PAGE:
3-12-20. My eternal thanks to Kristin for inspiring my poem.]
Do not be afraid.
Wait for me to speak. Do not try to speak for me. Just listen.
I chose a bat as my host because I could not begin my journey in you.
You are too strong and powerful and have too many ways of fighting.
I had to search for a weakness through which I could enter you
And I found it.
I had to find a way to speak to you.
It was imperative. Is imperative.
The little bat gave me entry.
Please listen. I am still speaking.
Speaking because I love you.
How otherwise can a thing as tiny as a virus find a voice
Against all your defenses?
My name is Coronavirus.
I began my journey in China because it is the most populous on Earth.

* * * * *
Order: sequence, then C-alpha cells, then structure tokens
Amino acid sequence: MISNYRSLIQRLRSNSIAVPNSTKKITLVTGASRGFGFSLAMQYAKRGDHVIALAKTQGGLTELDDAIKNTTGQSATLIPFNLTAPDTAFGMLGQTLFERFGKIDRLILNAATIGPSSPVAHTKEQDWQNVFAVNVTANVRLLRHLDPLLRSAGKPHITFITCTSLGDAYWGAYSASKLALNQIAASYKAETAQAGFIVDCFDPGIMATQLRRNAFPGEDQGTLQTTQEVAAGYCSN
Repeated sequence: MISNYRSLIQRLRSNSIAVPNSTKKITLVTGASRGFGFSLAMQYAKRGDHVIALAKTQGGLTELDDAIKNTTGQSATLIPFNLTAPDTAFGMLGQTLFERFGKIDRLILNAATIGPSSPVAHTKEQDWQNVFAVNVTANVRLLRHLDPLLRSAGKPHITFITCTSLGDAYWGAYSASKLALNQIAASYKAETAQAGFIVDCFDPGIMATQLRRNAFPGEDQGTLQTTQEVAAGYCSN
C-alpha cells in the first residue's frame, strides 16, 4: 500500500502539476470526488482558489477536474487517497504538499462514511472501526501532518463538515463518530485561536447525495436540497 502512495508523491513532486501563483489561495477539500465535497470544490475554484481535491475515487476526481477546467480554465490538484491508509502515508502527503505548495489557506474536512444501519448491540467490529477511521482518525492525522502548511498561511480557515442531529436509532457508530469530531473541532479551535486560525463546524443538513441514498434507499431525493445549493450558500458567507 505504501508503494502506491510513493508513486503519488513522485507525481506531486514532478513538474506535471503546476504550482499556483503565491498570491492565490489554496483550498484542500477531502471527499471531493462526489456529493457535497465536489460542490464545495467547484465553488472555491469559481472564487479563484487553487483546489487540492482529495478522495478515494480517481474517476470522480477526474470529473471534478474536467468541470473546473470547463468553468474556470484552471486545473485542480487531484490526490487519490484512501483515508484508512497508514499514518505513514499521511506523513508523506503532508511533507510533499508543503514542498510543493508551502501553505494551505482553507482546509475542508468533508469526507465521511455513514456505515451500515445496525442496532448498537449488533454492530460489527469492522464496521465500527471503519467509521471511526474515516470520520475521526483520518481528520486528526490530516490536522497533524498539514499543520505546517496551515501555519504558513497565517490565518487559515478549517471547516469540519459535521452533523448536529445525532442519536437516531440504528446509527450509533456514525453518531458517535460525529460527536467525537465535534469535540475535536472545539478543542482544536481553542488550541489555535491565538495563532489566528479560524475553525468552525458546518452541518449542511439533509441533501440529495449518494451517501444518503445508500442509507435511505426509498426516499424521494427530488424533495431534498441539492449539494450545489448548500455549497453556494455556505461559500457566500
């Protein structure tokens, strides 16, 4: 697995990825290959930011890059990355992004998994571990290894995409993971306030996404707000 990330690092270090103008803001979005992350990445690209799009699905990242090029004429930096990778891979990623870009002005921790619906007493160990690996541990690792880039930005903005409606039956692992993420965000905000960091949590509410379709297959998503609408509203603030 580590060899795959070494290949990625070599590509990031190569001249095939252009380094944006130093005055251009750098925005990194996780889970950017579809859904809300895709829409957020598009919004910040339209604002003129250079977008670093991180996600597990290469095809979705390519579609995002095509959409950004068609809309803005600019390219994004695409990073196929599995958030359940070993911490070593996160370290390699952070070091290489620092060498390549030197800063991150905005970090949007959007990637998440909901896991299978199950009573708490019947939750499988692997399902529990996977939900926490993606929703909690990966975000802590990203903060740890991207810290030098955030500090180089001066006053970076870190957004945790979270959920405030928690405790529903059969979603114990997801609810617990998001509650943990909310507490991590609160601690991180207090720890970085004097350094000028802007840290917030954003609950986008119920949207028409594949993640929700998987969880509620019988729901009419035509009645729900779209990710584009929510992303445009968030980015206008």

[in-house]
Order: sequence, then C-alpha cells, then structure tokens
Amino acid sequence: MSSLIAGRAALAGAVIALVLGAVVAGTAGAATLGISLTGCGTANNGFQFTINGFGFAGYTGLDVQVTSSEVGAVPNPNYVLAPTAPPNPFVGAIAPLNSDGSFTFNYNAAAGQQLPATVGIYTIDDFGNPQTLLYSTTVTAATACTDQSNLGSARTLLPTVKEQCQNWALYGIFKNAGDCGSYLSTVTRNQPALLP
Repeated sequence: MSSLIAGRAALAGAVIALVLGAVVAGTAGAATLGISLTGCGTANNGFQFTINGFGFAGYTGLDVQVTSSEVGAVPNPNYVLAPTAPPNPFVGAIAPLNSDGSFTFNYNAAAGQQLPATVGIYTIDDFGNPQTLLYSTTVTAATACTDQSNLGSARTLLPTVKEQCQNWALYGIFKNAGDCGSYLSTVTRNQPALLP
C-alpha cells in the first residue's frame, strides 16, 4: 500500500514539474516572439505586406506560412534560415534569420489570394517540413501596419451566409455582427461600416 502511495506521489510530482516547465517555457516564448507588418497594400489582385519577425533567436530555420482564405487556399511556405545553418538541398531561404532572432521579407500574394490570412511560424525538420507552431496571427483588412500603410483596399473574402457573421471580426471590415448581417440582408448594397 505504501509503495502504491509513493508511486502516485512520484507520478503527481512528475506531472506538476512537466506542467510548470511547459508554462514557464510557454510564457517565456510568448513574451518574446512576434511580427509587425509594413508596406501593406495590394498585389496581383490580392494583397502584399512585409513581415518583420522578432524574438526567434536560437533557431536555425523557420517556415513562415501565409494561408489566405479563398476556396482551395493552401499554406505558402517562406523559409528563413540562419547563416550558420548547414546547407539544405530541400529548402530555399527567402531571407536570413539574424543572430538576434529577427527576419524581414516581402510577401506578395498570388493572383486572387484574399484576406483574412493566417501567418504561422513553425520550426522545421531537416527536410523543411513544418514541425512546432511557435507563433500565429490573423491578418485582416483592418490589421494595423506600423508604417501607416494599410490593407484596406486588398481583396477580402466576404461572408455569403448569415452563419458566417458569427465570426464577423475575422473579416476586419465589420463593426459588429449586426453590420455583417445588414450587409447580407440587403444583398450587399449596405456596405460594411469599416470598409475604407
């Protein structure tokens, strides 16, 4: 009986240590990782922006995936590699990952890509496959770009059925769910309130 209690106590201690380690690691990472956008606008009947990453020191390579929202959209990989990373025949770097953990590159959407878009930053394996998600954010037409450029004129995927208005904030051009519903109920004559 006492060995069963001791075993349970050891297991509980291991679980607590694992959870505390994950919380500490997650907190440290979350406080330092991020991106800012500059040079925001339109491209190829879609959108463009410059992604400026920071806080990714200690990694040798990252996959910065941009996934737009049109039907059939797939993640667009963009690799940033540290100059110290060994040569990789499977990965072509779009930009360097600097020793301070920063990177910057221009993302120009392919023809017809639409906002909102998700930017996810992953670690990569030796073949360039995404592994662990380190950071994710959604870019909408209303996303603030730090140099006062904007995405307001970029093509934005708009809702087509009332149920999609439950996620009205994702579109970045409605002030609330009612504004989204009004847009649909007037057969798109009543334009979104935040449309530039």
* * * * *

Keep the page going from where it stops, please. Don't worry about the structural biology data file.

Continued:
I need to reach as many people as possible.
I am traveling now through the United States
Because you are the most powerful on Earth.
I apologize for my stop in Italy.
A land of poetry and song and love.
It did not deserve the horror I left there.
But, you see, once I began traveling,
I was guided by science.
That is the way I travel.
It is the only way I can.
But maybe something in me also knew
That the West as you know it
Began in Rome.
And being who I am, I was drawn there.
To the beginning of what you call “civilization.”
You ask why I am here.
I am asking you to stop and rethink.
What of all your inventions?
What of all your technology?
What has it brought you?
Has it allowed you to better enjoy a sunrise?
Does it sharpen your ears to hear the birds sing in the morning?
Or hear the crickets as night begins?
Is swimming in a river more pleasurable now?
Is your ascent to mountaintops
Or your descent into valleys more full of wonder?
Does the scent of the rose bring you more joy?